The oil politics of the Persian Gulf are looking more like a love triangle this week, and China is the hot date. Iran is courting the Chinese with discounted oil, hoping to keep the favour of its top client. The Chinese are courting oil-rich Arab states, looking to secure a steady supply of crude — hedging the risk that sanctions or military conflict might cut Iran’s flow.
This week Premier Wen Jiaobao took a tour of Saudi Arabia, Abu Dhabi, and Qatar, an astute foreign policy move, according to security analyst Theodore Karasik in Dubai.
‘China wants guaranteed oil supplies…so it’s playing all the countries of the Gulf, to it advantage,’ he said.
‘It’s like watching a bad episode of Desperate Housewives.’
Arab leaders in Saudi Arabia, the UAE, and Qatar signaled closer ties with Beijing, hinting they’d deliver more oil to energy-hungry Asia if Iran could no longer deliver. Saudi Aramco signed deals with China’s Sinopec, including one for a $10 billion refinery at Yanbu. The UAE and China announced a currency swap for 35 billion yuan, part of a push for broader trade ties.
It’s a well-timed response to a slow-rolling regional crisis,a diplomatic showdown between Iran and the West. It has escalated over the past month, adding a risk premium of $10 per barrel to the price of oil, according to Morgan Stanley.
But the super spike in oil prices would come if Iran makes good on its threat to close the Strait of Hormuz, the way out of the Persian Gulf and the most important oil shipping lane in the world. If that happens we could see crude at $200 a barrel, says Societe General. Analysts worry that with tensions so high the slightest trigger could spark a military confrontation – a potential repeat of the 1980s Tanker War, with potential chaos in those waters. It would be an especially big problem for China, which gets 50% of its oil from the Persian Gulf — most of it, 1 million barrels per day, from Saudi Arabia.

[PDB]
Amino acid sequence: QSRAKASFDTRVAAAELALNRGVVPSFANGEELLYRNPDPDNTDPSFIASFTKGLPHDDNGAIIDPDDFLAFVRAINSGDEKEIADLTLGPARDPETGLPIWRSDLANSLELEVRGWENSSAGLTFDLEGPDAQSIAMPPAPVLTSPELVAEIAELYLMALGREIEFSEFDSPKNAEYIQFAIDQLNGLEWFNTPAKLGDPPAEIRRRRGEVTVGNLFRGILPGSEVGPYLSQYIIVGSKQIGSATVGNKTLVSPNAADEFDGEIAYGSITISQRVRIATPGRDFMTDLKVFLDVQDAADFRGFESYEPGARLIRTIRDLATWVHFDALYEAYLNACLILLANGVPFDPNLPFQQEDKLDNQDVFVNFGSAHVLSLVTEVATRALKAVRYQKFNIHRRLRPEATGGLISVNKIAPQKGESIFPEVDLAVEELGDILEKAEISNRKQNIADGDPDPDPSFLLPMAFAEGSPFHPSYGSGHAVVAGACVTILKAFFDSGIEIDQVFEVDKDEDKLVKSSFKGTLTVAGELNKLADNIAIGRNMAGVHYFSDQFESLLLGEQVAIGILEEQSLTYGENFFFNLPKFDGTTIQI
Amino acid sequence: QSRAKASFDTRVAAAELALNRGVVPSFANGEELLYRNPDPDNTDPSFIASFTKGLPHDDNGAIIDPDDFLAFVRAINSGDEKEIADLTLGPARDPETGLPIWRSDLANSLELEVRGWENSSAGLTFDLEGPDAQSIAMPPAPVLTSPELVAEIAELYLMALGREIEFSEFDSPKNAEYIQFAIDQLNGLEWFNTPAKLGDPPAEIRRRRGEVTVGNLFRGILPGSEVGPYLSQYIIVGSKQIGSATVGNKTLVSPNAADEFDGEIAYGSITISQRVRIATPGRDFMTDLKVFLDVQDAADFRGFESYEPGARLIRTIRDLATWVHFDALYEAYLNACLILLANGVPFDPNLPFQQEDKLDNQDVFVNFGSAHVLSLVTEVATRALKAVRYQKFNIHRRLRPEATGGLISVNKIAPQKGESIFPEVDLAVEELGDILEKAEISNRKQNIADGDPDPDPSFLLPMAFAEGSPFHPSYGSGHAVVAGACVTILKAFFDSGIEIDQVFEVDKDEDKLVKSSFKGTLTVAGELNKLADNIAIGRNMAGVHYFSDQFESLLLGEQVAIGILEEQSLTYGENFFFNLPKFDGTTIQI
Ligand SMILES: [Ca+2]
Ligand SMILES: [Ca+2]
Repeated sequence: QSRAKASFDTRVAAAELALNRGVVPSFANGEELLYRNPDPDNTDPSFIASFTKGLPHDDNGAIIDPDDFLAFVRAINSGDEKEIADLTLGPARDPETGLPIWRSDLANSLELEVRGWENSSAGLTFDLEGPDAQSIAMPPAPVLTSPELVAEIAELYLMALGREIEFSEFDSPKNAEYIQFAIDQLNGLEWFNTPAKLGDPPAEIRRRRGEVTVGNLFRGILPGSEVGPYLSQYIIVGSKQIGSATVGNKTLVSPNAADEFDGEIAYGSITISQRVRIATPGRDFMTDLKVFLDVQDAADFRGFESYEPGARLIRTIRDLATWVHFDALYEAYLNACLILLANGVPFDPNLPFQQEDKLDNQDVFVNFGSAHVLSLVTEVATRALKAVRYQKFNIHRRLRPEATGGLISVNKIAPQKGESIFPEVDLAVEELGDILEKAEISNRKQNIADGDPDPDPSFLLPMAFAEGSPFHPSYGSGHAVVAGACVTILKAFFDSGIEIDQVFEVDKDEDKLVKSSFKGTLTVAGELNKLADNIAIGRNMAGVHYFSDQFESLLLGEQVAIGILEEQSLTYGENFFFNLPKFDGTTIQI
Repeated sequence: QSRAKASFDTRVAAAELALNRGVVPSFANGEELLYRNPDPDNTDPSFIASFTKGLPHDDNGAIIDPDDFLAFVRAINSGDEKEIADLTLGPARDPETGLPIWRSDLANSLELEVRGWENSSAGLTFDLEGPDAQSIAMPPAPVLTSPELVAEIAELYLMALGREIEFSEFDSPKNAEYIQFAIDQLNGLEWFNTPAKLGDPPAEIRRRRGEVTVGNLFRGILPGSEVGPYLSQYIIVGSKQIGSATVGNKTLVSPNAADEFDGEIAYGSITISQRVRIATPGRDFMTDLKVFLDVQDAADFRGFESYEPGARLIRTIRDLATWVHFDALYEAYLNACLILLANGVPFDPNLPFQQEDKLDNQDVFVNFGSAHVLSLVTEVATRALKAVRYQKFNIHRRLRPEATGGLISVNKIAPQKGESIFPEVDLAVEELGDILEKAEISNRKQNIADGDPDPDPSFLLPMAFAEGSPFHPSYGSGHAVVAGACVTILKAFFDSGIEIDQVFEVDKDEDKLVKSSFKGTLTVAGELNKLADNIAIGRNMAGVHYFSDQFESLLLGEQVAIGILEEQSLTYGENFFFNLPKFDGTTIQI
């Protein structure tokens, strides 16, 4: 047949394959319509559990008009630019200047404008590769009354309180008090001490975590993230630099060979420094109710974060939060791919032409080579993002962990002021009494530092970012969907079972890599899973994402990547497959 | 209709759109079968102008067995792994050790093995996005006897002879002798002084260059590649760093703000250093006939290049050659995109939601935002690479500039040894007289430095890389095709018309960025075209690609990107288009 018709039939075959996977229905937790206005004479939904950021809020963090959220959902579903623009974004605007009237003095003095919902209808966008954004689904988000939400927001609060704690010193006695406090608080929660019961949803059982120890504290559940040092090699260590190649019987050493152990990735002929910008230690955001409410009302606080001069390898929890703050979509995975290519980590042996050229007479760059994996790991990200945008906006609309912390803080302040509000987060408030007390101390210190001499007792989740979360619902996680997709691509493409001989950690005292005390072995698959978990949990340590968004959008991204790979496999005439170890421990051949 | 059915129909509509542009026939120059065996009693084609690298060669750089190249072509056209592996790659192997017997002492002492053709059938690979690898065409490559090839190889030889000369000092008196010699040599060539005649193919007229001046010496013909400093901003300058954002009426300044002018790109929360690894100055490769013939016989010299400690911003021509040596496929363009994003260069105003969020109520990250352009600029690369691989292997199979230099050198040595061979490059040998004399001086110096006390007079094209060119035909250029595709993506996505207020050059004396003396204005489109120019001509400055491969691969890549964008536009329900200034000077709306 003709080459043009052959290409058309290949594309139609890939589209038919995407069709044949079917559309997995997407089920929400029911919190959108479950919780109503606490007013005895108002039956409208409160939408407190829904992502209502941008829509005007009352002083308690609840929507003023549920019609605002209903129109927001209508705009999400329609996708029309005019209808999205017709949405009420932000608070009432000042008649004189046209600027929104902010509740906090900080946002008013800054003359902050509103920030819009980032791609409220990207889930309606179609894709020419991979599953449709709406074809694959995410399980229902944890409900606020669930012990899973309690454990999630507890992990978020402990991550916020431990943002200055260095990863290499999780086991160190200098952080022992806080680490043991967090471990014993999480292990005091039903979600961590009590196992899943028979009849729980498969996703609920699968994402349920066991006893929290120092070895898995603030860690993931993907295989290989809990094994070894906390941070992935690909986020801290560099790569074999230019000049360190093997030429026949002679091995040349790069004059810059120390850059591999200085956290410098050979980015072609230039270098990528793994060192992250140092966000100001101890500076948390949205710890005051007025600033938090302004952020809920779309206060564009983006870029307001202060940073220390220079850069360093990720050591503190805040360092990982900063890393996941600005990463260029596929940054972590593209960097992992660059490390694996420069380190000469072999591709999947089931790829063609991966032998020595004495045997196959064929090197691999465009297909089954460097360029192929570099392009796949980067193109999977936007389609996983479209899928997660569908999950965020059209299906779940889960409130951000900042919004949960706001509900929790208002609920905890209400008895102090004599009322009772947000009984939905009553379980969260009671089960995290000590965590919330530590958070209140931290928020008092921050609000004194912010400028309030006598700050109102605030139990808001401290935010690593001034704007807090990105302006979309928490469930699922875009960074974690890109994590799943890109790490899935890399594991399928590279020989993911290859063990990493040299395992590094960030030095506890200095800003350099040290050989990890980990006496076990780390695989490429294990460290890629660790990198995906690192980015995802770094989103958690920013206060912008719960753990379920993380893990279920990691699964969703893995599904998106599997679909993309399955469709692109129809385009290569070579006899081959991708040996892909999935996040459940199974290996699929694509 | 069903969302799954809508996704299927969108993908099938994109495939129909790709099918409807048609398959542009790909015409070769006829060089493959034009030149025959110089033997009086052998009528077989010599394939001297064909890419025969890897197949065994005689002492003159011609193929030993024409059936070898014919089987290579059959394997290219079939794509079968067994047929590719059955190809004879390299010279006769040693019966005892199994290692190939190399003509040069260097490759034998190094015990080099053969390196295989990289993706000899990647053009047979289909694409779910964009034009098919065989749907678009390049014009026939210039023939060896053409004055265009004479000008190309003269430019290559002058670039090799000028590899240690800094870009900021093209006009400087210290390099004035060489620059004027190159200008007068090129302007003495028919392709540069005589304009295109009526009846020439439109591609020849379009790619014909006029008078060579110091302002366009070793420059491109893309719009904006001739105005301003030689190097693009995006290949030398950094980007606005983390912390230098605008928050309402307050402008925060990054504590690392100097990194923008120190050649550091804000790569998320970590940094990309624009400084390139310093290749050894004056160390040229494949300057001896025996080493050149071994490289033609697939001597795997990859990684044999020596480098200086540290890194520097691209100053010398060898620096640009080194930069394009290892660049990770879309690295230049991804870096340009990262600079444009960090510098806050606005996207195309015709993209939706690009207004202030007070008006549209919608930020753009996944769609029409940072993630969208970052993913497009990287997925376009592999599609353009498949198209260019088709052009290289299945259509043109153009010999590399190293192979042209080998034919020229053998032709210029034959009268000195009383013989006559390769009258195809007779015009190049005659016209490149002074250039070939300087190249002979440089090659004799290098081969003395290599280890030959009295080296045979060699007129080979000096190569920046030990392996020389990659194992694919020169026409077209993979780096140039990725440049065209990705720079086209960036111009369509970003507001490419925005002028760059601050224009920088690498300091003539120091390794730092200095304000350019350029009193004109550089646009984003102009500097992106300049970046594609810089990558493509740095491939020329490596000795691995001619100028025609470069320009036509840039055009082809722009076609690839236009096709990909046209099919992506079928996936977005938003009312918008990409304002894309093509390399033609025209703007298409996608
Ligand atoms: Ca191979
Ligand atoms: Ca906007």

Which is partly why China spend this week shoring up ties with Arab leaders, who then showed them the love. What do Arabs want in return? They want Beijing to take a stand against Iran – or at least use its unique leverage to squeeze the decision-making mullahs in Tehran. As sanctions shrink the circle of Iran’s oil clients, China has the power to negotiate on price, further thinning Iran’s cash flow. That’s a powerful card to play as Arabs and the West keep piling pressure on Iran, hoping economic pain can curb its nuclear ambitions.